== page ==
- 0Dec 8, '09 by smc5127Quote from Jesse42I'm def interestedThere is a course being taught to caregivers/cna's regarding working privately. I have a friend who used the system and makes $20/hr with one client and $25/hr for another client. There is really good money being a CNA but you can't work for companies. They only pay 8-15/hr. It is hard to love your job when you can't even provide for your family on this type of income. You should use them to get you toward your goal or private clients! Let me know if you are interested but I can't recall the site name right now. G'luck!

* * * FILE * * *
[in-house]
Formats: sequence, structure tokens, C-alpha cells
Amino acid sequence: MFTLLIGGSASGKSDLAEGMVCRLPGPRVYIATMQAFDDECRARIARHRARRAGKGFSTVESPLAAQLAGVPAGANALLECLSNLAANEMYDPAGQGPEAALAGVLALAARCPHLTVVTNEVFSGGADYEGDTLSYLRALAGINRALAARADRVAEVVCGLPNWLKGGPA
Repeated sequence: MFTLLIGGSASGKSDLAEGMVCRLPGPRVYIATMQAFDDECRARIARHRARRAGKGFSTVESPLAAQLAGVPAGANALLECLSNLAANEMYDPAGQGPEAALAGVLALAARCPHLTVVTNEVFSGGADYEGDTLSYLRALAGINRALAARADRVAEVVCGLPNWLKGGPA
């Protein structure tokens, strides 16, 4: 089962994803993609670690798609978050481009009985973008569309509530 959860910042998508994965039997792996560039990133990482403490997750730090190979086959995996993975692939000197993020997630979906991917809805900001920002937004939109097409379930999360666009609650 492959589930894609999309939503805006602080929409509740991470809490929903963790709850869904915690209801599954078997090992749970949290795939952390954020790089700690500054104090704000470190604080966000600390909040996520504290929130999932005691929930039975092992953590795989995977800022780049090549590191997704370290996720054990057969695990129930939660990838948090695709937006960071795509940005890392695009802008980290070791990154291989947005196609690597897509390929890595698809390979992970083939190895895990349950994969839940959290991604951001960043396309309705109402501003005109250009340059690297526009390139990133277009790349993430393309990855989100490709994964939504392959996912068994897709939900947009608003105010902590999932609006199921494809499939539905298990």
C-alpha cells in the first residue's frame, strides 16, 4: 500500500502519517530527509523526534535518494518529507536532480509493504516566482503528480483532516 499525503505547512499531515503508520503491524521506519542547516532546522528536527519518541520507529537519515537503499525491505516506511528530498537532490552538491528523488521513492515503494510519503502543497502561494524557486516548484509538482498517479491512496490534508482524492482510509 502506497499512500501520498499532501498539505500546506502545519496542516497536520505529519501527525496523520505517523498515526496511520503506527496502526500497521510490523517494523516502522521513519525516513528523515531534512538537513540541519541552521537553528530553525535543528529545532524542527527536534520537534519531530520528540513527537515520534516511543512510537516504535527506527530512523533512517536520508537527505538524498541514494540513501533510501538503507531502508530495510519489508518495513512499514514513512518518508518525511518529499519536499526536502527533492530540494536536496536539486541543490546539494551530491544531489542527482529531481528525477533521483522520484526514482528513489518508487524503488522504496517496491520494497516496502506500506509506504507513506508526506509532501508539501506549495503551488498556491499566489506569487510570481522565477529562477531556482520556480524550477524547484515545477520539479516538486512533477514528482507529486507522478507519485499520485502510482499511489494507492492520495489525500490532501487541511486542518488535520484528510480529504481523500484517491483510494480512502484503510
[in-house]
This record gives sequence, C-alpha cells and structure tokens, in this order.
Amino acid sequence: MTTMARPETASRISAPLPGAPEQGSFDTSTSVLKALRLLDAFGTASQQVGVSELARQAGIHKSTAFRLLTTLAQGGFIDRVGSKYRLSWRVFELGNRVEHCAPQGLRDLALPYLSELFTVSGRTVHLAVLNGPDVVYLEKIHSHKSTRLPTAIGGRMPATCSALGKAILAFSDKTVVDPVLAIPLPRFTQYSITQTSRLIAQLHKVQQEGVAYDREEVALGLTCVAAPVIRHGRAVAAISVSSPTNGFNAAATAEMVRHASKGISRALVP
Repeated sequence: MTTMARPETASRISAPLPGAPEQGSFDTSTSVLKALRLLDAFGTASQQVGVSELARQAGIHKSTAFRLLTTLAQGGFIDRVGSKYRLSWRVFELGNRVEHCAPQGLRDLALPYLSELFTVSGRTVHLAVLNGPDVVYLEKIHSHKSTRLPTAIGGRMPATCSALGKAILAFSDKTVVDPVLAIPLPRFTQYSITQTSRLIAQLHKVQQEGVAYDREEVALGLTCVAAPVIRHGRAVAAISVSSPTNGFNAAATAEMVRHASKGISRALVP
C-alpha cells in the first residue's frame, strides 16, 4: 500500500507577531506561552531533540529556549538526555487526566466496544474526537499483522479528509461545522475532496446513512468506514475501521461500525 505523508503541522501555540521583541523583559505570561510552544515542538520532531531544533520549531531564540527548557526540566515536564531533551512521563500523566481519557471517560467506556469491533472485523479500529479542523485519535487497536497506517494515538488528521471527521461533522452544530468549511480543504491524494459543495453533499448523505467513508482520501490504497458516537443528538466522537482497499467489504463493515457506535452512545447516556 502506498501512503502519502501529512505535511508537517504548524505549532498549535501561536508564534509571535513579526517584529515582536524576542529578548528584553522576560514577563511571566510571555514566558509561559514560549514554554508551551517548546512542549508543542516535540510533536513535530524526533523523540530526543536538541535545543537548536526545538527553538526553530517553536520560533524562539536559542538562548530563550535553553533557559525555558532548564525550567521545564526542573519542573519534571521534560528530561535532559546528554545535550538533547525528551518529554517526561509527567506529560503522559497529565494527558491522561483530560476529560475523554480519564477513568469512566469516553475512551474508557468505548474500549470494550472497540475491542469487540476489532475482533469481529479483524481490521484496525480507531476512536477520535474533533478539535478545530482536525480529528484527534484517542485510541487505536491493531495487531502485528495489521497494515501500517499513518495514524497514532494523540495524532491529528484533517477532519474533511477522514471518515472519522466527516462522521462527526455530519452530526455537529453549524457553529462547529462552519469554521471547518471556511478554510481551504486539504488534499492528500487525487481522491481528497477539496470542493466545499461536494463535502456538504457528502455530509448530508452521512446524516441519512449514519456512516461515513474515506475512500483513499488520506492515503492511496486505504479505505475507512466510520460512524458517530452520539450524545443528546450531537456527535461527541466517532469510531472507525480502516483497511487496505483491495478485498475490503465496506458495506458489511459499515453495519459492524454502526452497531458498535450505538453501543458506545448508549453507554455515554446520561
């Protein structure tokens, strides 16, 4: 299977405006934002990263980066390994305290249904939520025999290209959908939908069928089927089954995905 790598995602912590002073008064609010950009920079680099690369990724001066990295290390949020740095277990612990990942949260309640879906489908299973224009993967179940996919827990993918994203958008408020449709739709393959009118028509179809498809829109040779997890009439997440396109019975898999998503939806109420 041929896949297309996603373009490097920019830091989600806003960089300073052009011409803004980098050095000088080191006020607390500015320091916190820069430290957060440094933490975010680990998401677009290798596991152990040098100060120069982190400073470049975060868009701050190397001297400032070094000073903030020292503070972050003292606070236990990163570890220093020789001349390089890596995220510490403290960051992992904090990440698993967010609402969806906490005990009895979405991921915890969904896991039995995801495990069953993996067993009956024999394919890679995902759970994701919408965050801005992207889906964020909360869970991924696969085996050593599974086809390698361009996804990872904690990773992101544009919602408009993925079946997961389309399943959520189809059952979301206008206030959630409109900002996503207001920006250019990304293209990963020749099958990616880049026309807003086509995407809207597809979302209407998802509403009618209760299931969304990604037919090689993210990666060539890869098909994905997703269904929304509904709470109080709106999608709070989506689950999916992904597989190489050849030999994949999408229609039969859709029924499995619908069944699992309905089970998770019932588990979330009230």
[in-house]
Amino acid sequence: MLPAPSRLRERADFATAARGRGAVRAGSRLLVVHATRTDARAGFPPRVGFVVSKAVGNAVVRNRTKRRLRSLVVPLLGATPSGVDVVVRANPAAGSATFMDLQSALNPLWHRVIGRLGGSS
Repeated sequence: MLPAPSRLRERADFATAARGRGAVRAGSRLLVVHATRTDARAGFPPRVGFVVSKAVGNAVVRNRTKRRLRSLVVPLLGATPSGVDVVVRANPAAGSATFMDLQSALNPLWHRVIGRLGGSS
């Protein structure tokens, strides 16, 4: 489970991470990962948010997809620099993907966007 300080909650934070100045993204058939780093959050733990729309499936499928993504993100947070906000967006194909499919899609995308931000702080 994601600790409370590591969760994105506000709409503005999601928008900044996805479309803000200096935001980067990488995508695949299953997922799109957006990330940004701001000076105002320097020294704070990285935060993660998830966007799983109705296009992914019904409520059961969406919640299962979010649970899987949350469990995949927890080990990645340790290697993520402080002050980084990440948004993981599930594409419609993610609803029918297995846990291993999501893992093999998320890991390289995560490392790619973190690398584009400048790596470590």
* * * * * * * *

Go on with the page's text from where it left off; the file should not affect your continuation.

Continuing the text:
- 0Dec 9, '09 by LuLu2008Quote from smc5127The flip side to this type of situation is that you may not be able to attract enough private clients to make it worth your while. At least with an agency you have your taxes paid, some measure of job security, and other stuff like workmen's comp if you get injured on the job.I'm def interested